Witness Trees is a classy, thought-provoking work of sublime artistry.


Via Baby Robot Media

Neil Murray

The Telling

Island Home Music

31 March 2023

One of Australia’s deepest thinkers and finest songwriters, Neil Murray, gives us his tenth album and it’s another omnibus of musical truths and injustice spotlights, to be ignored at our peril.

The Telling was recorded in Melbourne by Roger Bergodaz and there is potency at every corner. The song titles tell it all – “Broken Land”, “No Justice”, “Tears of Wybalenna” (a devastating and moving account – see clip below) and “Rainbow Serpent and a Mine” which sharply brings attention to mining damage There are positives and hope though. One of Australia’s great rivers “The Murrumbidgee” stands up to environmental threats and “For Evermore” and “The Manager” are touching tributes, while an indigenous town glows in “My Yuendumu Song”.

The Telling features instrumental contributions from Bill Heckenberg (drums), Craig Kelly (bass), Stephen “Stretch” Teakle (keys, accordion, clavietta), Damien Neil (mandolin, guitar), Jack Howard (trumpet), Shane Reilly (pedal steel) with vocal harmonies from Grace Robinson and Damien Neil.


Via Dave Laing Publicity

Slaid Cleaves

Together Through The Dark

Candy House Media

3 March 2023

Life is full of puzzles. Outcomes are sometimes bereft of logic. Here’s but one. Slaid Cleaves SHOULD BE MORE FAMOUS. This Austin, Texas-based artist is one the finest songwriters on the planet, with a finely-distinctive vocal style and acute sensibilities.

Together Through The Dark is, I believe, Cleave’s twelfth album since 1990 and there’s hardly a misstep anywhere on that glorious discography, including on this new, memorable addition. It has an ominous beginning – “Dark clouds gather on the western range / This time it feels like more than just another cold, hard rain” and it never lets up, looking for the ‘Next Heartbreak’, the corruption in “Nature’s Darker Ways” and the chilling and compelling “Arthur Nash” (a “good prisoner, bad citizen, terrible family man”).

This is a rivetting collection, one that cements Cleaves’ place in the pantheon of the great storytellers.


Stephen Cummings

100 Years From Now

Cheersquad Record & Tapes

5 May 2023

In a weird way, it’s hard to listen to 100 Years From Now. Such is the compassion, the warmth, the wistful sadness, I wonder if there’s just too much honesty and emotion to cradle, that it may burst my heart.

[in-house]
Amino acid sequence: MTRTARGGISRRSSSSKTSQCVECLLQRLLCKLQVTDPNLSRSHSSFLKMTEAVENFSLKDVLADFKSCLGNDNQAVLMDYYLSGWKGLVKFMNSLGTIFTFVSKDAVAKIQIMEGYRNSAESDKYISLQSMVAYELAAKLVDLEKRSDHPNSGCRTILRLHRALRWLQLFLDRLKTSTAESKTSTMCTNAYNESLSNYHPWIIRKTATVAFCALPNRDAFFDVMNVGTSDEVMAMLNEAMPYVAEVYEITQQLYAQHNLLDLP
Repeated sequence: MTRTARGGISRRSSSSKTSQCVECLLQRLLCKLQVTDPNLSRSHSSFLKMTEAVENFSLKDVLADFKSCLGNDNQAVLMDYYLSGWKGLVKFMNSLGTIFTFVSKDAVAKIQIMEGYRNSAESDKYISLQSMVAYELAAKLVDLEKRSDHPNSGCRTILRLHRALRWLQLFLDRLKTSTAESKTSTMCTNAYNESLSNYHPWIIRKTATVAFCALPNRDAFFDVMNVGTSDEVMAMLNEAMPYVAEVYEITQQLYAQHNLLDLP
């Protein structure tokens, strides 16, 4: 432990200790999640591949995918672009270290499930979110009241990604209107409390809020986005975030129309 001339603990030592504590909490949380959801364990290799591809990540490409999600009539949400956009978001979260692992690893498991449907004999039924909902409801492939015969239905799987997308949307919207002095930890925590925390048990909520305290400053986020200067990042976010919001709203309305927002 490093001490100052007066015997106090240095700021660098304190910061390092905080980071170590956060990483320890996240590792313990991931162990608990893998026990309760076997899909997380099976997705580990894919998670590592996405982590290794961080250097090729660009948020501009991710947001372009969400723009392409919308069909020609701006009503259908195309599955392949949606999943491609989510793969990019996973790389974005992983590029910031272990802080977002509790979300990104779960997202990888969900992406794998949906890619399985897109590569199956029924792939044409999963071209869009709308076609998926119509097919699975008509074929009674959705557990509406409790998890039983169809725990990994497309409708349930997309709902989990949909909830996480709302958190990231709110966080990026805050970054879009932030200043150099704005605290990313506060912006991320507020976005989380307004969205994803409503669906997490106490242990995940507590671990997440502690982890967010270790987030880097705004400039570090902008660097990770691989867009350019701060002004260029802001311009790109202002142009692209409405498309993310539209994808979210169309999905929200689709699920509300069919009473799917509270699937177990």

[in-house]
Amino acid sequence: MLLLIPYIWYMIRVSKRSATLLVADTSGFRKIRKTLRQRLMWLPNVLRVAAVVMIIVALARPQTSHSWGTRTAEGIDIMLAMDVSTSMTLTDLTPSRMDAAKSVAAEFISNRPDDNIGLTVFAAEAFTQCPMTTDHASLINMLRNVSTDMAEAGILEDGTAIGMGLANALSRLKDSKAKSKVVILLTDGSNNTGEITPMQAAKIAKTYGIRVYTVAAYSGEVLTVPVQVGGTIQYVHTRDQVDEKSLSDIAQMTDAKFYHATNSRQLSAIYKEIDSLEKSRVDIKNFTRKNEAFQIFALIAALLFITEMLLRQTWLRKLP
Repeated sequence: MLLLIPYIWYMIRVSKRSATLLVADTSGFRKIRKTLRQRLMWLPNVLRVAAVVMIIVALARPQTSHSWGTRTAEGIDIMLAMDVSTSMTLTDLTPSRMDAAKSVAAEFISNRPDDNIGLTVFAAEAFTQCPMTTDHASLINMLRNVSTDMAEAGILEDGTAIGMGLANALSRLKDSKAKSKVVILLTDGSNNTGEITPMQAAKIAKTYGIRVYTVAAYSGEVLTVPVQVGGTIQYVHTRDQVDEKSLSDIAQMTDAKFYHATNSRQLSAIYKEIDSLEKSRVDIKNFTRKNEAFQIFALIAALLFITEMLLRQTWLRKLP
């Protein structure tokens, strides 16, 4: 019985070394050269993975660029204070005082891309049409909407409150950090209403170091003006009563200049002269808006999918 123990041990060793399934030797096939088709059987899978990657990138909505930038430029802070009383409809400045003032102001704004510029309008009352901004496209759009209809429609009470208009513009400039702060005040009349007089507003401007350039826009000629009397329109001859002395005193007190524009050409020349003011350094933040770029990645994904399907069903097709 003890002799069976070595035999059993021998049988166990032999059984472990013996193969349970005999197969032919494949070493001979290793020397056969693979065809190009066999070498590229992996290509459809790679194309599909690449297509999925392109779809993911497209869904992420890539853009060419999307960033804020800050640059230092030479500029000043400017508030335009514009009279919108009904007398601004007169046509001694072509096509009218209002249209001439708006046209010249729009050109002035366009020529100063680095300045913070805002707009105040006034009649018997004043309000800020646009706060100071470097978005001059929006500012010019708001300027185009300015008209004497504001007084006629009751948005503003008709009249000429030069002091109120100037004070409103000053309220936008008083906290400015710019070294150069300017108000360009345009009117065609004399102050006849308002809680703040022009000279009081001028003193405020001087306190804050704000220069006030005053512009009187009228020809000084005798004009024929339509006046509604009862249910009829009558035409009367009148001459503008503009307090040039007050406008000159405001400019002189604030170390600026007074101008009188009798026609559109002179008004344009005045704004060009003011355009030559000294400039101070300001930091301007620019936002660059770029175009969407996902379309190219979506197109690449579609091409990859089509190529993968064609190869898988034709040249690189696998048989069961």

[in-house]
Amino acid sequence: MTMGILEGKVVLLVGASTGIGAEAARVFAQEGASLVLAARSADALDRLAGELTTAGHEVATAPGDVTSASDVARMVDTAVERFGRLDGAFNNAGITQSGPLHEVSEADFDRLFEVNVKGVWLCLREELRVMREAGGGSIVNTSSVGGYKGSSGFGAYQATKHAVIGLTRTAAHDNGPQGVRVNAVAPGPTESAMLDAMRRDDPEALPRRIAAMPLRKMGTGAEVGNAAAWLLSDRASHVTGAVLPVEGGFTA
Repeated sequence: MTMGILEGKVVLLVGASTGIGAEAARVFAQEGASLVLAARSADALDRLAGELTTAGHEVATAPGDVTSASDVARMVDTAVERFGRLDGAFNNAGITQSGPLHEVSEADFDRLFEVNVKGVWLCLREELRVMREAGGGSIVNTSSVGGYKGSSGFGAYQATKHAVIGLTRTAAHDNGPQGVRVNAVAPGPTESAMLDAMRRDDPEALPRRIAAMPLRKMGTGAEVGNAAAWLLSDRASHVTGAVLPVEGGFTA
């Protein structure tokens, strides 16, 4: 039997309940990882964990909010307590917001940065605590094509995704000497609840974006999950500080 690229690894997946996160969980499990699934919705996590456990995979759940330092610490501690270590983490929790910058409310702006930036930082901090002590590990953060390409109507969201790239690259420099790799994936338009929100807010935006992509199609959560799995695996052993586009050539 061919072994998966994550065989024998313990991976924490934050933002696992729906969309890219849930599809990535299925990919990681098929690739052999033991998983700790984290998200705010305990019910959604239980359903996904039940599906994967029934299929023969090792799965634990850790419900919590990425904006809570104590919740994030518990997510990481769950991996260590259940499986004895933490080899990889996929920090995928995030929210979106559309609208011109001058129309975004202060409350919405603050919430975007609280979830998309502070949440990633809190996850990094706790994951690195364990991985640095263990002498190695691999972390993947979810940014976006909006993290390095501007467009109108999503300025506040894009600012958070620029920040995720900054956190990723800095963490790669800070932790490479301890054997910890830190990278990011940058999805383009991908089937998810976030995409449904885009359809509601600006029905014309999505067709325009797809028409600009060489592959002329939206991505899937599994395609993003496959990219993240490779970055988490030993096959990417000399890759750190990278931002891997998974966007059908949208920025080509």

One of the longest-standing and most distinctive vocalists Australia has ever produced, Stephen Cummings in March 2020 suffered a life-changing stroke and the journey from that to this album is wrapped in personal challenges and unrelenting, heart-warming support from the local music community.
100 Years From Now is a triumph on so many levels, a celebration of collaboration. Beautifully recorded and mixed by Robert Goodge and Simon Polinksi, the tracks feature co-writes that address Cummings’ post-stroke physical condition unflinchingly and how difficult and brave it was for Cummings vocally is anyone’s guess.

“I was always a natural singer and assumed I could just sing as long as I wanted. After the stroke, I had a lot of rehab to learn to walk and recover fine motor skills on my left side. I couldn’t really play guitar anymore. I did some vocal therapy and found my tone still good but the control and breathing the hard part. I learnt I if I sang more slowly and more quietly it sounded better. I have to focus more and keep to different parameters.”

Stephen Cummings

Contributors to the record are many, a reflection of the regard in which Cummings is held – including longtime guitarist Sam Lemann and bass player Bill McDonald, current band members Maxine Sutcliffe and Michael Davis, Graeme Lee, Clare Moore, Rebecca Barnard and Billy Miller.

On the record, I am sometimes reminded of a trance-like Van Morrison and the imperious Bryan Ferry. His voice may have altered since the stroke, but it has not deteriorated, rather changed to snugly fit his new circumstances.

Who knows who will be enjoying the warm glow of this record 100 years from now??


Via Dave Laing Publicity



More Music Adventures Await!


Our Top Six Releases May 23

Our Top Six Releases May 23

Our Top Six Releases May 23

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Author: Rob Dickens